We have (almost) a little period of peace following our elections. America’s elections are waiting for it. This coming Tuesday the entire lower chamber of Congress (House of Representatives) and roughly one-third of the upper chamber (Senate) will change. And two of today’s contributions to the newsstands of the world will be dedicated to those elections, since the first offers some general instruction to the political pond in the Czech Republic.

Let’s begin with commentary from today’s edition of the American daily The Washington Post. The contribution by Robert J. Samuelson has an expressive title: “The dysfunction of American politics.” The author points out that controversies are natural for democracy: “If everyone agreed on everything, politics would be unnecessary. ... A dictator could govern by universally accepted preferences and policies.” The problem, however, according to him, is that contemporary American politics does not serve to overcome differences but to increase them. And Samuelson presents several reasons.

The second may be surprising — that is, that moralizing dominates in politics, from the left as well as from the right. He mentions, for example, the campaign to save the planet (that is, the radical left) or for the protection of unborn children (that is, abortion opponents). And he adds: “When goals become moral imperatives, there's no room for compromise.”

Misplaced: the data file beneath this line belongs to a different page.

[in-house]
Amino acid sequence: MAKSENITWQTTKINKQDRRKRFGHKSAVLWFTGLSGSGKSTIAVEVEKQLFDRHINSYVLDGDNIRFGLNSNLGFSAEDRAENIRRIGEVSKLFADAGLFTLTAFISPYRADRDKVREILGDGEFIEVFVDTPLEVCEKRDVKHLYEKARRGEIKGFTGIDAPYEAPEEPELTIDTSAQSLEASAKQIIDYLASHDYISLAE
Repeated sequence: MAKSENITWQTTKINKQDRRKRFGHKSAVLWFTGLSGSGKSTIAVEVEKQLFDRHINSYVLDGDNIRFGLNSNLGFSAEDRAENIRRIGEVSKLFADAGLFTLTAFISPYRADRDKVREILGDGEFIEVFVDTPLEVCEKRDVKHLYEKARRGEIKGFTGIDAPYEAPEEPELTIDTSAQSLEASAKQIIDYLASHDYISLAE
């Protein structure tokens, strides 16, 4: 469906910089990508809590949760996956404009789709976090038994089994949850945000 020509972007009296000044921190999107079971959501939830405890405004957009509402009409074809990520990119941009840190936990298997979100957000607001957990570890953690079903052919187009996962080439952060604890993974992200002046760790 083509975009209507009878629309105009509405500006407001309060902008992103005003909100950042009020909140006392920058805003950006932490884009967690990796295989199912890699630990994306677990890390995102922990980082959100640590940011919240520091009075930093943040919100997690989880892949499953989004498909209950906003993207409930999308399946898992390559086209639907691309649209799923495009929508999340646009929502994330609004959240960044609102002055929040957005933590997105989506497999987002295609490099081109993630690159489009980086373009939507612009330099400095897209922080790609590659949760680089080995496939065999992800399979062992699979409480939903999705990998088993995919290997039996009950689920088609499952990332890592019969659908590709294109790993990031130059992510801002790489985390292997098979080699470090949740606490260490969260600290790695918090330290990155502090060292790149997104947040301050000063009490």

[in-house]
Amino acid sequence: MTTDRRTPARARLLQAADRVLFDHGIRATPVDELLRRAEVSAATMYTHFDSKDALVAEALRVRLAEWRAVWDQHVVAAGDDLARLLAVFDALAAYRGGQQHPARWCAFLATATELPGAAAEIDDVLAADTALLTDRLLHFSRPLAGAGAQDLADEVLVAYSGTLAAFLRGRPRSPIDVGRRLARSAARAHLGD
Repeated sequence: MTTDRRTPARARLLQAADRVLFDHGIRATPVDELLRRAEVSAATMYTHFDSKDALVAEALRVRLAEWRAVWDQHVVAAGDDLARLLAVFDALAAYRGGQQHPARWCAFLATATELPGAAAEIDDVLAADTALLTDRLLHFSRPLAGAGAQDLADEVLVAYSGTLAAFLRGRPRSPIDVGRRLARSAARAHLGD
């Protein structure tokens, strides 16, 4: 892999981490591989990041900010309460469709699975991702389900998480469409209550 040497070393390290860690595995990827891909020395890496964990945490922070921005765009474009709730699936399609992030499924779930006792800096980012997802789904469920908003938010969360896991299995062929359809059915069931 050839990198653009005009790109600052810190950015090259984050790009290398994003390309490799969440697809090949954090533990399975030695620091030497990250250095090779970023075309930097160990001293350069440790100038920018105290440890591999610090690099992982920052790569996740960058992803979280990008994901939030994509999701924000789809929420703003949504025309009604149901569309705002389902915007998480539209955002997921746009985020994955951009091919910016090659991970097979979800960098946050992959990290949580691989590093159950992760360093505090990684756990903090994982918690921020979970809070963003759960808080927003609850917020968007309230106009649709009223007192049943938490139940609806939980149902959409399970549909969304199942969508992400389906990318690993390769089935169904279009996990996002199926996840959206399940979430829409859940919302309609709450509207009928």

And briefly we will stop our discussion of American politics in light of the upcoming elections with a contribution from the online version of the British daily The Daily Telegraph. The author, like hundreds of others, considers the failure of the, until recently, almost miraculous president Barack Obama (by the way, this letter even made its way into the Saturday supplement to Orientace). It is worth noting the last paragraph, according to which Obama’s attitude to Americans in many ways reminds one of expressions of anti-Americanism in Europe: “Joining the Europeans in mocking ordinary Americans for their supposed idiocy may play well at big-dollar fund-raisers. In adopting this as a political strategy, however, the Democrats could be the ones who end up looking stupid.”